TPYes, I would say that is something I learned and do now.
GCR:You’re in your mid-twenties now. What are your future competitive goals and, if finances and your health allow, for how long do you expect to compete?
TPI hope to do this as long as I can. I’d like to do it maybe the next ten years which would take me through 2024. Maybe I can still be making Olympic Trials and still be running very well. As long as it is financially feasible and I physically can, I’d like to keep doing it.
GCR:You’ve got your own running website now. Have you given much thought to what you need to do to develop your brand so that you can stay involved in the sport as a coach or speaker or in some other fashion once your competitive days have ended?
TPThat is exactly it. In college we don’t know much about professional running. We know it’s out there and maybe we ca do it, but we don’t realize what it takes to do that, what it takes to get a sponsor and what to do to build your own brand. There are a lot of good runners out there who kind of hole up, come out and race and then go back. To really be successful you have to put yourself out there and create a certain image of yourself.
GCR:I’ve seen some of the runners do that well. One of your peers who comes to mind is Tyler McCandless who has a good relationship with Newton and a good relationship with some of the races he’s won so that even when he isn’t racing they bring him back as they have developed this association. People like that who are role models and peers are probably good to talk to.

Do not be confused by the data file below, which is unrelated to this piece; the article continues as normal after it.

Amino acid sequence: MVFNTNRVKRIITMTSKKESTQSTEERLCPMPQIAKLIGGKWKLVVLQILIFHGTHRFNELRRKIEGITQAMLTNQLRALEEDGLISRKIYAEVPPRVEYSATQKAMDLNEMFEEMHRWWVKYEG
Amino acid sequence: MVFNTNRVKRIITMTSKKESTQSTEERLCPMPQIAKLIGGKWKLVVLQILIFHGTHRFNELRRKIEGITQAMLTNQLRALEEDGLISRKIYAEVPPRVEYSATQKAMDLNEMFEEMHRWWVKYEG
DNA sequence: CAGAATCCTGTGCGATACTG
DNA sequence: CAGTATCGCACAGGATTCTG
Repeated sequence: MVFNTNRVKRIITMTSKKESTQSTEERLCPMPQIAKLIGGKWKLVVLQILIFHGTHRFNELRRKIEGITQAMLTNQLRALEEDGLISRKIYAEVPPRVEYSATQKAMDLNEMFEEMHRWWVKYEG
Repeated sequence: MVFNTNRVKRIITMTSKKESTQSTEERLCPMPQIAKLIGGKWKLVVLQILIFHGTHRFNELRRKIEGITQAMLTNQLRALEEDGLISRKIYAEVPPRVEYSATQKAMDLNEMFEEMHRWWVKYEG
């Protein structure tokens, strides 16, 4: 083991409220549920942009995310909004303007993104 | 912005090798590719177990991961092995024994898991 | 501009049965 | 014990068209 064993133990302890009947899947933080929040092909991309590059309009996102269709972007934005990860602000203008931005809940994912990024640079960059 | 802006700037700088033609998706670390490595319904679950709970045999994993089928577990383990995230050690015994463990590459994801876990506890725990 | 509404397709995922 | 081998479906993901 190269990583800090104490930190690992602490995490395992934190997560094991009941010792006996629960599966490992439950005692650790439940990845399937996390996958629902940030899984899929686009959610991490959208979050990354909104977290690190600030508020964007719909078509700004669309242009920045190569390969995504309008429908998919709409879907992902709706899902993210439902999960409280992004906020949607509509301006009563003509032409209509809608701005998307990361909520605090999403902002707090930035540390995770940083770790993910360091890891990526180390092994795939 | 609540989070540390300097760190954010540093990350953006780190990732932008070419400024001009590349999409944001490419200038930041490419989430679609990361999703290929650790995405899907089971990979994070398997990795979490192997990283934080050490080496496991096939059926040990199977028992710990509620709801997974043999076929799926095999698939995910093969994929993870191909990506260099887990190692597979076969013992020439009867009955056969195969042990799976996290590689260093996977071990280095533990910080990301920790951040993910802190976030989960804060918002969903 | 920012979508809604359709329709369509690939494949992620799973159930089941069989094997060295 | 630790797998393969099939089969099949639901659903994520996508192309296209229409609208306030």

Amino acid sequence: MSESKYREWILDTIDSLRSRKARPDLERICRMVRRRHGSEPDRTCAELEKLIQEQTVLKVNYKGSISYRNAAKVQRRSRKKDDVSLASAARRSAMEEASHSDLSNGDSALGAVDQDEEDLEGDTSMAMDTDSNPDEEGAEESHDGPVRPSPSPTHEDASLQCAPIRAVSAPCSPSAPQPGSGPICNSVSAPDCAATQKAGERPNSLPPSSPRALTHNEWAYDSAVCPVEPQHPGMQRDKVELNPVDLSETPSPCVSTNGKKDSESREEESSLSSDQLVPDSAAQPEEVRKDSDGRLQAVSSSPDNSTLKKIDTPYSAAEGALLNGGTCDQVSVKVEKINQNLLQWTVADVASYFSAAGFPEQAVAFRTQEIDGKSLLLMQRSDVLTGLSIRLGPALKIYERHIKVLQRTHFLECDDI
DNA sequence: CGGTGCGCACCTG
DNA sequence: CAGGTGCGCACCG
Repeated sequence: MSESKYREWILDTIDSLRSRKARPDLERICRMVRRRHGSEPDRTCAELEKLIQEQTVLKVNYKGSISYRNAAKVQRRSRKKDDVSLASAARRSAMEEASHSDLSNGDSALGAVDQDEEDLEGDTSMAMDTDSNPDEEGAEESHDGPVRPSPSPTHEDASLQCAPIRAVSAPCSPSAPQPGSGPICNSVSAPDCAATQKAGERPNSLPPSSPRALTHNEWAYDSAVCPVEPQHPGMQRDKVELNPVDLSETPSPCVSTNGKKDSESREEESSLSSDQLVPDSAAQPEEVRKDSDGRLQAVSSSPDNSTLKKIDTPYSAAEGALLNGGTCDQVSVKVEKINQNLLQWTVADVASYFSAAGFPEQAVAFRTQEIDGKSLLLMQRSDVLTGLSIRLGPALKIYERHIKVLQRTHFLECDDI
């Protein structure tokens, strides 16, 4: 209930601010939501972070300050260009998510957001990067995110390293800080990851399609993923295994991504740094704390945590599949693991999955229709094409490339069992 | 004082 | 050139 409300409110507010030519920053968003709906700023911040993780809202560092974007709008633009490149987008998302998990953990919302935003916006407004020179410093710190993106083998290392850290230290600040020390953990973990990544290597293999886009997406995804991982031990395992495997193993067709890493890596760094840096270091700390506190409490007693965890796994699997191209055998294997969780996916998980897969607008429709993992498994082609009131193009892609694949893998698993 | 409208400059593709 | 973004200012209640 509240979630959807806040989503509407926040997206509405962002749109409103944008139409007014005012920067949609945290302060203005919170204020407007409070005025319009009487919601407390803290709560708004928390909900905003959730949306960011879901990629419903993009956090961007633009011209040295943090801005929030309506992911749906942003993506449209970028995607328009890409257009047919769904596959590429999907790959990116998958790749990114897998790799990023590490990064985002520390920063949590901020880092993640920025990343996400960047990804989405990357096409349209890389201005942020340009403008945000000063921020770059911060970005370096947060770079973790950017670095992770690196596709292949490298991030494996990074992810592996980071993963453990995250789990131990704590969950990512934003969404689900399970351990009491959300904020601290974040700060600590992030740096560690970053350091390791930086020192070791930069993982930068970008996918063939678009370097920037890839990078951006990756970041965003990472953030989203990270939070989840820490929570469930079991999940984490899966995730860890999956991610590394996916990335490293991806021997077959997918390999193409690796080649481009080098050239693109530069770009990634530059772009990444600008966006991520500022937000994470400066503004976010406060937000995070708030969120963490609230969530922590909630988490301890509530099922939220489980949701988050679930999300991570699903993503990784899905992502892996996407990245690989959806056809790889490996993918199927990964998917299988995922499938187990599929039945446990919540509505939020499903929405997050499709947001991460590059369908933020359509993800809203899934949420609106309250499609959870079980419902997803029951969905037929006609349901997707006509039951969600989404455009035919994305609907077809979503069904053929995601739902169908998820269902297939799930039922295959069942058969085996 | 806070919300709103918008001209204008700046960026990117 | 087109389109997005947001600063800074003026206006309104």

TPTyler does a great job of putting himself out there and doing very good things for the running community and people up where he lives in Boulder. He sets a good example.
GCR:When you ran in high school you were trying to find your way in training and racing. What advice do you have for younger runners to improve consistency, minimize injuries and reach their potential?
TPThe biggest thing to get better is to stay injury-free. Whatever you can do to stay injury-free will benefit you in the long run. It’s hard because I had to learn the hard way that you can’t go out and hammer every day. You have to take rest and recovery days. So you have to learn how to recover from every run and make sure every run has a purpose. Sometimes that purpose isn’t to run fast, but to recover.
GCR:Reflect on when you speak to groups about the major lessons you have learned during your life from working to achieve academically and athletically, the discipline of running, the patience of training many years with a goal, and coping with adversity that can help them to succeed. What key advice do you give them that you can share with my readers?
TPStay passionate if you love the sport and you love running. Stay passionate and everything will follow. Realize what you can do and what your potential is, and then work to get there.
 Inside Stuff
Hobbies/InterestsI like reading and watching TV shows because they are relaxing. Oftentimes I’ll be rolling out with the foam roller while watching TV. When I’m not extremely tired I like going on hikes and being outside. That’s one thing I like about being here in the mountains is that I am in a very much rural area so there’s a lot of outdoor activities
NicknamesSome of the guys call me ‘T Bird.’ They say I’m feather light like a bird since I’m five feet eleven and usually weigh only about 138 to 140 pounds